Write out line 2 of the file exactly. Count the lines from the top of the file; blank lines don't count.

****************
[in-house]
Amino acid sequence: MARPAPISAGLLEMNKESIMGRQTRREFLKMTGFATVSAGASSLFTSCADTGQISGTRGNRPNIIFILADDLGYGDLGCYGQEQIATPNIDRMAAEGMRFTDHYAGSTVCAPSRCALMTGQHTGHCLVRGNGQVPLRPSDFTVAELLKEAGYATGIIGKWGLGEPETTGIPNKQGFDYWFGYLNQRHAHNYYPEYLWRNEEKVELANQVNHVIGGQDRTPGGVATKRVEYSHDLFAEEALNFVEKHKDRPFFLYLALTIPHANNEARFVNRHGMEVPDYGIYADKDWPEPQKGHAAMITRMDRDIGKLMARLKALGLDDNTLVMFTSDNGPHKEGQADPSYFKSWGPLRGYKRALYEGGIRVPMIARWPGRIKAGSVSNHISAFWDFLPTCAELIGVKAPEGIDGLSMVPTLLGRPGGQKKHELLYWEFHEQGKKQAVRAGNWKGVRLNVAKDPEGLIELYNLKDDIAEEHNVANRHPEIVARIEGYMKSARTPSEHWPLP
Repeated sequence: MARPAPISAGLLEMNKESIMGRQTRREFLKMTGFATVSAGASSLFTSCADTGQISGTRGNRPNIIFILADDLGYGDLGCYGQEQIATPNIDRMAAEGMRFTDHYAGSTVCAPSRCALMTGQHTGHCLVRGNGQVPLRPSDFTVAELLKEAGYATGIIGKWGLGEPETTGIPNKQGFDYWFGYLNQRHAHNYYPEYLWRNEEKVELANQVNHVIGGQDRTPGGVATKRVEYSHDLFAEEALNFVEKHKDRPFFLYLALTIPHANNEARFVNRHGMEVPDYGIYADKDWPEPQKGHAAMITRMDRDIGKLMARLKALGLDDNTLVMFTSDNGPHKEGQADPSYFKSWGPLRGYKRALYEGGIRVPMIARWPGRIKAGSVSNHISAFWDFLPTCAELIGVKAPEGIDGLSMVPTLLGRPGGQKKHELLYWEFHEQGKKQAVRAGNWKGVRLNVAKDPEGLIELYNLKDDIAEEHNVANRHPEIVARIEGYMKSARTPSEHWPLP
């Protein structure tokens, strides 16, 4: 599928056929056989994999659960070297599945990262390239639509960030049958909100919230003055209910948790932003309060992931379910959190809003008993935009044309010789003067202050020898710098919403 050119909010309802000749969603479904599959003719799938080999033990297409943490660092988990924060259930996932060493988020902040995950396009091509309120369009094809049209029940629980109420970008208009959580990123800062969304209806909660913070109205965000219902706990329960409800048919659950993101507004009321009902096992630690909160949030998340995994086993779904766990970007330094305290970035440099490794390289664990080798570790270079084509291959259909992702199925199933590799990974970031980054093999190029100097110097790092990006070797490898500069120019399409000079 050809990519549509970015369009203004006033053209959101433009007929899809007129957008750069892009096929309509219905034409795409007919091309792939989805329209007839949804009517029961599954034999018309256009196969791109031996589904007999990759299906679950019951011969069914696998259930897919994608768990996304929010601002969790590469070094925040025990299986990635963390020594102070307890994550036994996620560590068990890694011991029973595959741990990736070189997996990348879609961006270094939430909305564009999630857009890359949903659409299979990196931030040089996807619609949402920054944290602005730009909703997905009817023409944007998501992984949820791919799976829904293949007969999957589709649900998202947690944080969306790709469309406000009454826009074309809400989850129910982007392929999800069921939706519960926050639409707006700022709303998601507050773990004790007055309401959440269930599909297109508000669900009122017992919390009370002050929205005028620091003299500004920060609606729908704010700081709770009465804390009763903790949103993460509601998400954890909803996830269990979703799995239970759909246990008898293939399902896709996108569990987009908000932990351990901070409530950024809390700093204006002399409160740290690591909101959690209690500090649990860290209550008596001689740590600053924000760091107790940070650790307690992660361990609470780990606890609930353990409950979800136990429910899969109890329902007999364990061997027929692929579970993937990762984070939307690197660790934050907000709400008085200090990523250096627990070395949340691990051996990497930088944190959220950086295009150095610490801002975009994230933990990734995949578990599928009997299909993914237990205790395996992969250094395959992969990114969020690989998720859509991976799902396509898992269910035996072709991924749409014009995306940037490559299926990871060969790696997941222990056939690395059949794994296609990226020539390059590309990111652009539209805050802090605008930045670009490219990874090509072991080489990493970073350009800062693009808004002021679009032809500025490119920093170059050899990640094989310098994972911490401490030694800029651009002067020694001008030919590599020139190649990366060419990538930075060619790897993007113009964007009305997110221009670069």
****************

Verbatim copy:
Amino acid sequence: MARPAPISAGLLEMNKESIMGRQTRREFLKMTGFATVSAGASSLFTSCADTGQISGTRGNRPNIIFILADDLGYGDLGCYGQEQIATPNIDRMAAEGMRFTDHYAGSTVCAPSRCALMTGQHTGHCLVRGNGQVPLRPSDFTVAELLKEAGYATGIIGKWGLGEPETTGIPNKQGFDYWFGYLNQRHAHNYYPEYLWRNEEKVELANQVNHVIGGQDRTPGGVATKRVEYSHDLFAEEALNFVEKHKDRPFFLYLALTIPHANNEARFVNRHGMEVPDYGIYADKDWPEPQKGHAAMITRMDRDIGKLMARLKALGLDDNTLVMFTSDNGPHKEGQADPSYFKSWGPLRGYKRALYEGGIRVPMIARWPGRIKAGSVSNHISAFWDFLPTCAELIGVKAPEGIDGLSMVPTLLGRPGGQKKHELLYWEFHEQGKKQAVRAGNWKGVRLNVAKDPEGLIELYNLKDDIAEEHNVANRHPEIVARIEGYMKSARTPSEHWPLP